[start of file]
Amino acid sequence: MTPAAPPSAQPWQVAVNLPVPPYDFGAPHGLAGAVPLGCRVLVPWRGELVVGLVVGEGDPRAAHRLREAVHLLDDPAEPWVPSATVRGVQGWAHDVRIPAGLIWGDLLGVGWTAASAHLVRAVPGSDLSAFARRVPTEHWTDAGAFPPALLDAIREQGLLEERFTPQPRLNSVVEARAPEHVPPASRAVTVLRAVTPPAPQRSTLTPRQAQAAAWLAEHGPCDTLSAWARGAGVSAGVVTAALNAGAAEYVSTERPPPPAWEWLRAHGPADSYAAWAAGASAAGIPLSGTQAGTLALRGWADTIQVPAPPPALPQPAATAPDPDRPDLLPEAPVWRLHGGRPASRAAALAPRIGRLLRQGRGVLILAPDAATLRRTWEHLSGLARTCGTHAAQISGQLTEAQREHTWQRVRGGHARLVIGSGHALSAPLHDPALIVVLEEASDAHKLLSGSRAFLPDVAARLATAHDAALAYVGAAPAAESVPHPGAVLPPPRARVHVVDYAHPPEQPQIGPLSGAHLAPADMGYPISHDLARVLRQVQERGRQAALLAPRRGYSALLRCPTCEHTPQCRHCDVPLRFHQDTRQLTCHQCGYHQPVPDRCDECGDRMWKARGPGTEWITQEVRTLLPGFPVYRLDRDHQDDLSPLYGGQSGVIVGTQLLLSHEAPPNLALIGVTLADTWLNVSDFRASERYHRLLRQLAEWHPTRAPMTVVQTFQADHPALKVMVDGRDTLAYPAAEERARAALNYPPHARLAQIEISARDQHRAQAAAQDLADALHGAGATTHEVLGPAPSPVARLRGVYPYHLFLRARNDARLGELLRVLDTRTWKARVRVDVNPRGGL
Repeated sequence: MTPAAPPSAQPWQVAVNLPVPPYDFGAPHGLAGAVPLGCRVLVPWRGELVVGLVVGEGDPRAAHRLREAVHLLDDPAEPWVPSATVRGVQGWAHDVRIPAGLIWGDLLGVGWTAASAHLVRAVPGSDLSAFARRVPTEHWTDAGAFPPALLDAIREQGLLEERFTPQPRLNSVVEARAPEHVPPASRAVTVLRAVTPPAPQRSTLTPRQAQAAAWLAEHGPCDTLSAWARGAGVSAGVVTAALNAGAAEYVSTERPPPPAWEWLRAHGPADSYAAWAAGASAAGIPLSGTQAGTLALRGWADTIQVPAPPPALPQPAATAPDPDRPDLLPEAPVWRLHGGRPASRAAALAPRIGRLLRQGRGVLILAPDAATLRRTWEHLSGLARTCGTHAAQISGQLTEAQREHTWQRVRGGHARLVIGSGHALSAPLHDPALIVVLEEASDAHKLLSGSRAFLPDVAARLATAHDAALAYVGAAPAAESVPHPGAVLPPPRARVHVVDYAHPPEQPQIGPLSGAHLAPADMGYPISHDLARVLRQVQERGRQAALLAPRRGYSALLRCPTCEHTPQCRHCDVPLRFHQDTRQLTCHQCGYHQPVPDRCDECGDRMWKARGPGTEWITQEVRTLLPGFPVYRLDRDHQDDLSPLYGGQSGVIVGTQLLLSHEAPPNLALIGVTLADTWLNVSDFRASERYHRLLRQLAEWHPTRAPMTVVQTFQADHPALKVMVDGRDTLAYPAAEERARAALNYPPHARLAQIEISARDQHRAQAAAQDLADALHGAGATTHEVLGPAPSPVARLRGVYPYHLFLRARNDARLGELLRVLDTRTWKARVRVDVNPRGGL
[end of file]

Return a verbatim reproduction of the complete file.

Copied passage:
Amino acid sequence: MTPAAPPSAQPWQVAVNLPVPPYDFGAPHGLAGAVPLGCRVLVPWRGELVVGLVVGEGDPRAAHRLREAVHLLDDPAEPWVPSATVRGVQGWAHDVRIPAGLIWGDLLGVGWTAASAHLVRAVPGSDLSAFARRVPTEHWTDAGAFPPALLDAIREQGLLEERFTPQPRLNSVVEARAPEHVPPASRAVTVLRAVTPPAPQRSTLTPRQAQAAAWLAEHGPCDTLSAWARGAGVSAGVVTAALNAGAAEYVSTERPPPPAWEWLRAHGPADSYAAWAAGASAAGIPLSGTQAGTLALRGWADTIQVPAPPPALPQPAATAPDPDRPDLLPEAPVWRLHGGRPASRAAALAPRIGRLLRQGRGVLILAPDAATLRRTWEHLSGLARTCGTHAAQISGQLTEAQREHTWQRVRGGHARLVIGSGHALSAPLHDPALIVVLEEASDAHKLLSGSRAFLPDVAARLATAHDAALAYVGAAPAAESVPHPGAVLPPPRARVHVVDYAHPPEQPQIGPLSGAHLAPADMGYPISHDLARVLRQVQERGRQAALLAPRRGYSALLRCPTCEHTPQCRHCDVPLRFHQDTRQLTCHQCGYHQPVPDRCDECGDRMWKARGPGTEWITQEVRTLLPGFPVYRLDRDHQDDLSPLYGGQSGVIVGTQLLLSHEAPPNLALIGVTLADTWLNVSDFRASERYHRLLRQLAEWHPTRAPMTVVQTFQADHPALKVMVDGRDTLAYPAAEERARAALNYPPHARLAQIEISARDQHRAQAAAQDLADALHGAGATTHEVLGPAPSPVARLRGVYPYHLFLRARNDARLGELLRVLDTRTWKARVRVDVNPRGGL
Repeated sequence: MTPAAPPSAQPWQVAVNLPVPPYDFGAPHGLAGAVPLGCRVLVPWRGELVVGLVVGEGDPRAAHRLREAVHLLDDPAEPWVPSATVRGVQGWAHDVRIPAGLIWGDLLGVGWTAASAHLVRAVPGSDLSAFARRVPTEHWTDAGAFPPALLDAIREQGLLEERFTPQPRLNSVVEARAPEHVPPASRAVTVLRAVTPPAPQRSTLTPRQAQAAAWLAEHGPCDTLSAWARGAGVSAGVVTAALNAGAAEYVSTERPPPPAWEWLRAHGPADSYAAWAAGASAAGIPLSGTQAGTLALRGWADTIQVPAPPPALPQPAATAPDPDRPDLLPEAPVWRLHGGRPASRAAALAPRIGRLLRQGRGVLILAPDAATLRRTWEHLSGLARTCGTHAAQISGQLTEAQREHTWQRVRGGHARLVIGSGHALSAPLHDPALIVVLEEASDAHKLLSGSRAFLPDVAARLATAHDAALAYVGAAPAAESVPHPGAVLPPPRARVHVVDYAHPPEQPQIGPLSGAHLAPADMGYPISHDLARVLRQVQERGRQAALLAPRRGYSALLRCPTCEHTPQCRHCDVPLRFHQDTRQLTCHQCGYHQPVPDRCDECGDRMWKARGPGTEWITQEVRTLLPGFPVYRLDRDHQDDLSPLYGGQSGVIVGTQLLLSHEAPPNLALIGVTLADTWLNVSDFRASERYHRLLRQLAEWHPTRAPMTVVQTFQADHPALKVMVDGRDTLAYPAAEERARAALNYPPHARLAQIEISARDQHRAQAAAQDLADALHGAGATTHEVLGPAPSPVARLRGVYPYHLFLRARNDARLGELLRVLDTRTWKARVRVDVNPRGGL